An Account of the English Colony in New South Wales, Volume 1 eBook

This eBook from the Gutenberg Project consists of approximately 866 pages of information about An Account of the English Colony in New South Wales, Volume 1.

[* The expense of building it was computed to be about forty pounds]

Representation having been made to the lieutenant-governor, that several of the soldiers had been so thoughtless as to dispose of the sugar and tobacco which had been served out to them by their officers since the arrival of the Britannia, almost as soon as they had received those articles, and that some artful people had availed themselves of their indiscretion, in many instances bartering a bottle of spirits (Cape brandy) for six times its value, he judged it necessary to give notice, that any convict detected in exchanging liquor with the soldiers for any article served out to them by their officers, would immediately be punished, and the articles purchased taken away:  and further (now become a most necessary restriction), that any persons attempting to sell liquor without a licence might rely on its being seized, and the houses of the offending parties pulled down.

About the middle of the month all the wheat which was to be sown on the public account was got in at and near Toongabbie; the quantity of ground was about three hundred and eighty acres.  The wheat of last season being now nearly thrashed out, some judgment was formed of its produce, and it was found to have averaged between seventeen and eighteen bushels an acre.  A large quantity of wheat was also sown this season by individuals, amounting to about one thousand three hundred and eighty-one bushels, every encouragement having been given to them to sow their grounds with that grain.

Several houses having been lately broken open, the criminal court of judicature was assembled on the 15th, when Samuel Wright, a convict who arrived in 1791, was tried for breaking into a hut in the day-time, and stealing several articles of wearing apparel; of which offence being found guilty, he received sentence of death, and was to have been executed on the Monday following; but the court having recommended him to mercy on account of his youth, being only sixteen years of age, the lieutenant-governor as readily forgave as the court had recommended him; but, that the prisoner might have all the benefit of so awful a situation, the change in his fate was not imparted to him until the very moment when he was about to ascend the ladder from which he was to be plunged into eternity.  He had appeared since his conviction as if devoid of feeling; but on receiving this information, he fell on his knees in an agony of joy and gratitude.  The solemn scene appeared likewise to make a forcible impression on all his fellow prisoners, who were present.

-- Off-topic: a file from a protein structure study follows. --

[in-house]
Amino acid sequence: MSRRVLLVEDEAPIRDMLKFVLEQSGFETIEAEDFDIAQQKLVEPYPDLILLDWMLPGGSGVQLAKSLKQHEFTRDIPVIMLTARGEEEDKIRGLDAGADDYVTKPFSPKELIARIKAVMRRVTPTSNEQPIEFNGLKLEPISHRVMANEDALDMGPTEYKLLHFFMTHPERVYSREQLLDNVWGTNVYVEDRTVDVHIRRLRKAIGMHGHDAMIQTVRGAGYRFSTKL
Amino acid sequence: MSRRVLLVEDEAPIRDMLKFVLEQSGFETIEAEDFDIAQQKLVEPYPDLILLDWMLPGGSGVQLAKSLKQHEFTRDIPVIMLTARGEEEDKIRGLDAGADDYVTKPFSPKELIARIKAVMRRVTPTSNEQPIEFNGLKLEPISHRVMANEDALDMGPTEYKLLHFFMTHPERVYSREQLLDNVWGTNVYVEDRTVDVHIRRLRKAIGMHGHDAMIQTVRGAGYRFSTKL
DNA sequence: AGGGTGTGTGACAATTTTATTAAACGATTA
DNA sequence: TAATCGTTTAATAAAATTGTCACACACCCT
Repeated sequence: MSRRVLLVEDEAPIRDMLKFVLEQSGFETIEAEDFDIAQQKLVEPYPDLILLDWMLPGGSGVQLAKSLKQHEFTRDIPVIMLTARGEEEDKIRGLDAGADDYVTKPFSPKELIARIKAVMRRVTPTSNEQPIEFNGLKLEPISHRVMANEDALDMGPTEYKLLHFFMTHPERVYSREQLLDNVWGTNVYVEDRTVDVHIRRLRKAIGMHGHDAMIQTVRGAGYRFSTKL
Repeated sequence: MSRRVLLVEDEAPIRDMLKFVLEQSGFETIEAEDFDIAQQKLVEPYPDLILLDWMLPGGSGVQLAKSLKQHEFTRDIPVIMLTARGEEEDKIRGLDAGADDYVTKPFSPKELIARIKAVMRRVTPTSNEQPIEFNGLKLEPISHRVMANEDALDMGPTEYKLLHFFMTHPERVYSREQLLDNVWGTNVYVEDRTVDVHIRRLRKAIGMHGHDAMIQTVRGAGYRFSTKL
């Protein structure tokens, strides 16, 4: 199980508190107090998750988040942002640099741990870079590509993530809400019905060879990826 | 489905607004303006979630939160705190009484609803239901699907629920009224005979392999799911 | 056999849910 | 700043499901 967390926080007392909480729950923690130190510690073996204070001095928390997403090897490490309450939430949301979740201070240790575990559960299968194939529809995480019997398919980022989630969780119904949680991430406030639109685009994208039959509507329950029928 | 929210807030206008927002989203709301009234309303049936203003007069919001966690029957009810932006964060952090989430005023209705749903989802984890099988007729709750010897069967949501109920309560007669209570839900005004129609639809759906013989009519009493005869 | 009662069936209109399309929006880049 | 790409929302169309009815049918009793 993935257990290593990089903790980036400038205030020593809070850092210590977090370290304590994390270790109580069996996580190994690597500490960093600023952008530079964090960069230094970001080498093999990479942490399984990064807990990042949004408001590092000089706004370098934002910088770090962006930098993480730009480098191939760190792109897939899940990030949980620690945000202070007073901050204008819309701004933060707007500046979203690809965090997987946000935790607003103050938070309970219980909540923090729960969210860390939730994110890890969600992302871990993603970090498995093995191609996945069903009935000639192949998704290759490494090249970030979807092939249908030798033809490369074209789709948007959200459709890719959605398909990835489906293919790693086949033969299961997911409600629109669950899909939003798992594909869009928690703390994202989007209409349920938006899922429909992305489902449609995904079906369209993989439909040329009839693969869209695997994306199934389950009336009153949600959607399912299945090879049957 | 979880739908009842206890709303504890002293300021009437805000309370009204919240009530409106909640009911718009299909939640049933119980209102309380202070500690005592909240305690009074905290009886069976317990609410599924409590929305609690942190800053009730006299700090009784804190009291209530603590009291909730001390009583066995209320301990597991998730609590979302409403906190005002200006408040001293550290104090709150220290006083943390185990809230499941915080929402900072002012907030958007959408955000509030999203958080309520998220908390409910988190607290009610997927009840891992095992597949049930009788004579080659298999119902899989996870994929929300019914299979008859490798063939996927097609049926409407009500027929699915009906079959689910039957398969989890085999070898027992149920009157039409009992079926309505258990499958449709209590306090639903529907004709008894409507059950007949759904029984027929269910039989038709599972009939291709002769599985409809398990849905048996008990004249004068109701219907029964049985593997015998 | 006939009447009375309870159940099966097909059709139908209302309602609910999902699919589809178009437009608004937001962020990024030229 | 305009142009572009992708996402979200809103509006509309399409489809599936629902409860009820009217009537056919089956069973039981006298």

The weather of this winter having been colder than any that we had before experienced, great exertions were made to clothe all the labouring convicts; and for that purpose the work of the tailors had for some time been confined to them.  Every male convict received one cloth jacket, two canvas frocks, one pair of shoes, and one leathern cap.  The females also had been clothed.

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An Account of the English Colony in New South Wales, Volume 1 from Project Gutenberg. Public domain.
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